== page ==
Shaking up Sunday Morning TV
If Christiane Amanpour accepts a reported offer from ABC News to be the new permanent host of Sunday public affairs program This Week, she will bring plenty of gravitas and capital-J journalism experience with her. But she will not necessarily bring the inside-the-beltway status of the rest of the Sunday political show class.
This could be a plus - or a minus.
If you are a political candidate, it is fashionable these days to cast yourself as a “Washington outsider.” But for Candy Crowley (CNN), David Gregory (NBC), Bob Schieffer (CBS News) and Chris Wallace (Fox News), each of whom have spent years examining the machinations of Washington, a certain insider know-how is crucial for knocking politicos off their somnambulant talking points.
Amanpour made her bones as a very brave war correspondent. And so her bailiwick is foreign news - a segment of the industry that has been in decline for several years. Her CNN program Amanpour, launched last summer, is steeped in foreign affairs. It also occupies a high-profile primetime slot on CNN International.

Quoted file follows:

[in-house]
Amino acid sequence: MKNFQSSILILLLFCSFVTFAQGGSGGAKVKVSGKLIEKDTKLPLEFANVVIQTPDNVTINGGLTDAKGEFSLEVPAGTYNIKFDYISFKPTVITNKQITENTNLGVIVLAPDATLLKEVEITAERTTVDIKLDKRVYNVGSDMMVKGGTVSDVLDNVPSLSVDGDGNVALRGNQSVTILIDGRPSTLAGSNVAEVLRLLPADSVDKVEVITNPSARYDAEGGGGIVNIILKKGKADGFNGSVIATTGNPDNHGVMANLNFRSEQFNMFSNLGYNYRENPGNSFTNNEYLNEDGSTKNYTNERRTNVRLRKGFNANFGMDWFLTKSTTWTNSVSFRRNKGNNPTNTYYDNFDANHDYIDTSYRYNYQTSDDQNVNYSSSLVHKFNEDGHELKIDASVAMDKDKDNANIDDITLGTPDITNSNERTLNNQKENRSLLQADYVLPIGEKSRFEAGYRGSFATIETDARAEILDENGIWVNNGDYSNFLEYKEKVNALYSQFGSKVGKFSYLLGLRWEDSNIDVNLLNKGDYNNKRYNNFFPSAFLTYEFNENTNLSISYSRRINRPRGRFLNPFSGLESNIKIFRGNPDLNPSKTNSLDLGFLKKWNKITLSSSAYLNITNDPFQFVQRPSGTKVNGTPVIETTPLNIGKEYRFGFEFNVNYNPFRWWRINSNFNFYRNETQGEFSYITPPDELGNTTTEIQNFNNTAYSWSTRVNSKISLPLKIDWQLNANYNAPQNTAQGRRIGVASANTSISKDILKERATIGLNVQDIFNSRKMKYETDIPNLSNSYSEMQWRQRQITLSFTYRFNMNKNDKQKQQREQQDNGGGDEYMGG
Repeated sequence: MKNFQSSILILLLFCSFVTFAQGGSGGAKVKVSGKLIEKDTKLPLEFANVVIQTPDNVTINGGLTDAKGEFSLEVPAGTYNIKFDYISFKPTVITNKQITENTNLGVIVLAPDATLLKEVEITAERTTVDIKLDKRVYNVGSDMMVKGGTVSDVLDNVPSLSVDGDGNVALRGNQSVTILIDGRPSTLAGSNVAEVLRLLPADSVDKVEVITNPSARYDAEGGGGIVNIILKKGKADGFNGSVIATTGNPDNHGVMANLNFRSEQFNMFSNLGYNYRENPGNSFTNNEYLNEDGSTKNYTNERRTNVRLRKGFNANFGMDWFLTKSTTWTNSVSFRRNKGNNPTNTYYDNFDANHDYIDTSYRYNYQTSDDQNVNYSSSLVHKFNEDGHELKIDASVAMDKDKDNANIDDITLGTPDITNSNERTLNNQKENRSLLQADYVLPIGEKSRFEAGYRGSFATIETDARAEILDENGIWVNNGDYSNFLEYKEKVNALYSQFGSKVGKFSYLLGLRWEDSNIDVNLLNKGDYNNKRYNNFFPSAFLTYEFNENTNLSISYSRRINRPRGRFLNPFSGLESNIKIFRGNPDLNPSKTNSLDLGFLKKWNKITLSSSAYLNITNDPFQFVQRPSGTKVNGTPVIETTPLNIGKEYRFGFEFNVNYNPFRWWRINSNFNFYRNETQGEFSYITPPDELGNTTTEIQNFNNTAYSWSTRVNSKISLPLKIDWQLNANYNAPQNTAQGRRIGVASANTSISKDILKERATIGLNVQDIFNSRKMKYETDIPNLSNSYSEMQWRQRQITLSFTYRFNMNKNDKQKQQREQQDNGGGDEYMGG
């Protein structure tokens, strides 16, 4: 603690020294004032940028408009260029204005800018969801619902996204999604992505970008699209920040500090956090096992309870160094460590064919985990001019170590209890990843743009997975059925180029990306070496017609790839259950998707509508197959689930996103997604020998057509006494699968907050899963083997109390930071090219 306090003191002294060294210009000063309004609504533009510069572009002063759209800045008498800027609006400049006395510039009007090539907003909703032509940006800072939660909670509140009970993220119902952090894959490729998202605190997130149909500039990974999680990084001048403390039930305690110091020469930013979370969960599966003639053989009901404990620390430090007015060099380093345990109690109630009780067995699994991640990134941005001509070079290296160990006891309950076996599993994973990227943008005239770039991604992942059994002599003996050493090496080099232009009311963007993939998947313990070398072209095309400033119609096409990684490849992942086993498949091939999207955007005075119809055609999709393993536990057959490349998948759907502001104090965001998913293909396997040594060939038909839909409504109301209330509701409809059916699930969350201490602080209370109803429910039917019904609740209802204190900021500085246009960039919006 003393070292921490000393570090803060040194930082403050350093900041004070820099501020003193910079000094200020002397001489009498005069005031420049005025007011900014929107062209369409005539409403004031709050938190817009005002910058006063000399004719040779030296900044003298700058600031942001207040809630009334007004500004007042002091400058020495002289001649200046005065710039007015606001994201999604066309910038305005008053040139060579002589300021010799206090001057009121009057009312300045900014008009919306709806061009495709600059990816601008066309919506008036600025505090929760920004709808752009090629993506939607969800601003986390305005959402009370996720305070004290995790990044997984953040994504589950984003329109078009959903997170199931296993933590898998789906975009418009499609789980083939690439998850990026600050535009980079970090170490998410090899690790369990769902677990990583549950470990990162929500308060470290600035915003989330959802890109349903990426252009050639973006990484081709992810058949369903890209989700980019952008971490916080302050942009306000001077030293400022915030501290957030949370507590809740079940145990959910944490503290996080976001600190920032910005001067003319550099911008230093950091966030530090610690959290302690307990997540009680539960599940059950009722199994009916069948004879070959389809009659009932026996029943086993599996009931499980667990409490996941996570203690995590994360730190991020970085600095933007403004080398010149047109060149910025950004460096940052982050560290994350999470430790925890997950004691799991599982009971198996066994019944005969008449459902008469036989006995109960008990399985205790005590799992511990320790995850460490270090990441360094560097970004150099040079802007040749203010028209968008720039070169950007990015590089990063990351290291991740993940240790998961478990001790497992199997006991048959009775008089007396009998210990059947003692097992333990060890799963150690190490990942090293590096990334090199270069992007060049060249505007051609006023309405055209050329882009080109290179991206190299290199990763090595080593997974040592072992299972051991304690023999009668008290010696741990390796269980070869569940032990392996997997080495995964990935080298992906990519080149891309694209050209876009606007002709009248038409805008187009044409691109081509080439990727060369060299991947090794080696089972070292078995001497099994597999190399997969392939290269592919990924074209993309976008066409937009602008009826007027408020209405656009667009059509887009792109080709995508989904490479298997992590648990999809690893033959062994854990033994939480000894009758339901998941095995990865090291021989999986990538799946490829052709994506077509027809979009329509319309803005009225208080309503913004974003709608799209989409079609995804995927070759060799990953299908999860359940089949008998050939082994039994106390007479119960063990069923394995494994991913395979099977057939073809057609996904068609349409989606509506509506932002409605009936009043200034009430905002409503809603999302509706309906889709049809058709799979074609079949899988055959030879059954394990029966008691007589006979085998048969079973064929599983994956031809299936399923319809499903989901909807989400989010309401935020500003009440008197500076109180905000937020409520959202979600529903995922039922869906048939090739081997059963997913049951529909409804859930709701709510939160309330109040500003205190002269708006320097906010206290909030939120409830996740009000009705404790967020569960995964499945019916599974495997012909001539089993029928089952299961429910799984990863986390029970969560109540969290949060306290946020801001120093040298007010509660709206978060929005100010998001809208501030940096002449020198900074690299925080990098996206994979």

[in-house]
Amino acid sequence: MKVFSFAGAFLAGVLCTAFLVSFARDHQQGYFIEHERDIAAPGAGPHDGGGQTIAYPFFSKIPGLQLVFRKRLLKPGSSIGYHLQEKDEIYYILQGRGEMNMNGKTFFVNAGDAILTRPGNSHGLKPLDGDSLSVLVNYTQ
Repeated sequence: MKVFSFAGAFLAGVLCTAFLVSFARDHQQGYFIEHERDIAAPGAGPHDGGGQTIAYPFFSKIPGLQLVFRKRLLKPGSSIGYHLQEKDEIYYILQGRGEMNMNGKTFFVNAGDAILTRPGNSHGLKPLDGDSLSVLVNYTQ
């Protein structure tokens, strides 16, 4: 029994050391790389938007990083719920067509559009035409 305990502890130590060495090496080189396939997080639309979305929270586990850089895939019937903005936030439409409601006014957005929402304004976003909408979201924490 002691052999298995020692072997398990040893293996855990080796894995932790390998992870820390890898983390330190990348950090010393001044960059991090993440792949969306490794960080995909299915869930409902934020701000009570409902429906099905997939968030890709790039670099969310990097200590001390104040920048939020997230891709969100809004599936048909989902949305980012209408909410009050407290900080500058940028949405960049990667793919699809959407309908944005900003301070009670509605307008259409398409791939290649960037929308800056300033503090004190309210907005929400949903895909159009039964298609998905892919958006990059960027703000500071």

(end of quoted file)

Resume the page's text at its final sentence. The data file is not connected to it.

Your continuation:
If Amanpour, who lives in Manhattan, takes the This Week job, she will either have to switch gears or ABC News will.
This season, This Week has dropped the third in total viewers behind Face the Nation, while the programs are tied for second in households and the 25-54 demographic.
According to sources, Amanpour does not want to move to Washington, D.C. And she would like to bring an international focus to This Week. (CNN declined comment and an ABC News spokesperson said the network has nothing to announce.)
But the Sunday programs have a self-selecting audience. Their strength is their Washington analysis. And at this particular time in our country’s history, there is much at stake in Washington.
Could This Week, whose executive producer is the very able Ian Cameron (whose wife happens to be Obama administration senior advisor Susan Rice), be successfully remade to align with Amanpour’s interests? Maybe.
But there’s also some evidence to suggest that network news viewers are disinclined toward major format shake-ups. Just ask Katie Couric and the folks at CBS News.